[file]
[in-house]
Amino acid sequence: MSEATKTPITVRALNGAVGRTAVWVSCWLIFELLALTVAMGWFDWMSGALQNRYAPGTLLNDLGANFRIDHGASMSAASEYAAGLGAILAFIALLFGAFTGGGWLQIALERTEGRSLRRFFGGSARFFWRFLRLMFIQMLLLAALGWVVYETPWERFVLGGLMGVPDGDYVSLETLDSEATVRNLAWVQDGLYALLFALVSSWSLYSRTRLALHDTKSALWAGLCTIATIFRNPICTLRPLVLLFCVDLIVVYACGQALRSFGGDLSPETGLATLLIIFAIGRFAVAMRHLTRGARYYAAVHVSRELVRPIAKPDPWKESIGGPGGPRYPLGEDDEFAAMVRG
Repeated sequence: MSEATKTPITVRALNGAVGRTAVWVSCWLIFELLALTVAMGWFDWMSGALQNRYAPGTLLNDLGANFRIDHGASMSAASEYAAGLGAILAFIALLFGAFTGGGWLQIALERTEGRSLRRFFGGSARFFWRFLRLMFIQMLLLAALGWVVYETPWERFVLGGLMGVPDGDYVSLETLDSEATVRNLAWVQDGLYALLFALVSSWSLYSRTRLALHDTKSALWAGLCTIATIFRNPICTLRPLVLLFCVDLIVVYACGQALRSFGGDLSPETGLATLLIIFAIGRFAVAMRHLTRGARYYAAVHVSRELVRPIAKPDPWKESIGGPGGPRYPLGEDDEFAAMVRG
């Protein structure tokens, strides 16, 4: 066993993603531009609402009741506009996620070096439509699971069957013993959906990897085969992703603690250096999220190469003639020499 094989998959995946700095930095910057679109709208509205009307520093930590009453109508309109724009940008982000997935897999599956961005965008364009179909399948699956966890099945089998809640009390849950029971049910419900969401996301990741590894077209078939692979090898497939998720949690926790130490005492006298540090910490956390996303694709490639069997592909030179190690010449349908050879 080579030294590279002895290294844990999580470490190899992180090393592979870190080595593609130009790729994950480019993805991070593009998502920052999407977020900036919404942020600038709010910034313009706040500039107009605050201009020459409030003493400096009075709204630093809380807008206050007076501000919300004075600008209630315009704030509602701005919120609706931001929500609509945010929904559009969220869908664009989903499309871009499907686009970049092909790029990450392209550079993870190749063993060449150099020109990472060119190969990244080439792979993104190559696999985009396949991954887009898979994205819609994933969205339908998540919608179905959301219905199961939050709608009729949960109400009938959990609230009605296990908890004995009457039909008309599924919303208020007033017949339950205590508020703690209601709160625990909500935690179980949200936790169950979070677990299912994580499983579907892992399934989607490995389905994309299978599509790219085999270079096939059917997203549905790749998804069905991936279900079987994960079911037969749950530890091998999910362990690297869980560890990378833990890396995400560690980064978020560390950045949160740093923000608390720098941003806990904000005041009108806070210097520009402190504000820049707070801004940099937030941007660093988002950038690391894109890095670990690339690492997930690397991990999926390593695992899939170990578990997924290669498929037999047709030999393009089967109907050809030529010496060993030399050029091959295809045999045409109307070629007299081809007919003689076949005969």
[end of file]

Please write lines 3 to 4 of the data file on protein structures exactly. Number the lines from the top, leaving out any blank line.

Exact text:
Repeated sequence: MSEATKTPITVRALNGAVGRTAVWVSCWLIFELLALTVAMGWFDWMSGALQNRYAPGTLLNDLGANFRIDHGASMSAASEYAAGLGAILAFIALLFGAFTGGGWLQIALERTEGRSLRRFFGGSARFFWRFLRLMFIQMLLLAALGWVVYETPWERFVLGGLMGVPDGDYVSLETLDSEATVRNLAWVQDGLYALLFALVSSWSLYSRTRLALHDTKSALWAGLCTIATIFRNPICTLRPLVLLFCVDLIVVYACGQALRSFGGDLSPETGLATLLIIFAIGRFAVAMRHLTRGARYYAAVHVSRELVRPIAKPDPWKESIGGPGGPRYPLGEDDEFAAMVRG
């Protein structure tokens, strides 16, 4: 066993993603531009609402009741506009996620070096439509699971069957013993959906990897085969992703603690250096999220190469003639020499 094989998959995946700095930095910057679109709208509205009307520093930590009453109508309109724009940008982000997935897999599956961005965008364009179909399948699956966890099945089998809640009390849950029971049910419900969401996301990741590894077209078939692979090898497939998720949690926790130490005492006298540090910490956390996303694709490639069997592909030179190690010449349908050879 080579030294590279002895290294844990999580470490190899992180090393592979870190080595593609130009790729994950480019993805991070593009998502920052999407977020900036919404942020600038709010910034313009706040500039107009605050201009020459409030003493400096009075709204630093809380807008206050007076501000919300004075600008209630315009704030509602701005919120609706931001929500609509945010929904559009969220869908664009989903499309871009499907686009970049092909790029990450392209550079993870190749063993060449150099020109990472060119190969990244080439792979993104190559696999985009396949991954887009898979994205819609994933969205339908998540919608179905959301219905199961939050709608009729949960109400009938959990609230009605296990908890004995009457039909008309599924919303208020007033017949339950205590508020703690209601709160625990909500935690179980949200936790169950979070677990299912994580499983579907892992399934989607490995389905994309299978599509790219085999270079096939059917997203549905790749998804069905991936279900079987994960079911037969749950530890091998999910362990690297869980560890990378833990890396995400560690980064978020560390950045949160740093923000608390720098941003806990904000005041009108806070210097520009402190504000820049707070801004940099937030941007660093988002950038690391894109890095670990690339690492997930690397991990999926390593695992899939170990578990997924290669498929037999047709030999393009089967109907050809030529010496060993030399050029091959295809045999045409109307070629007299081809007919003689076949005969």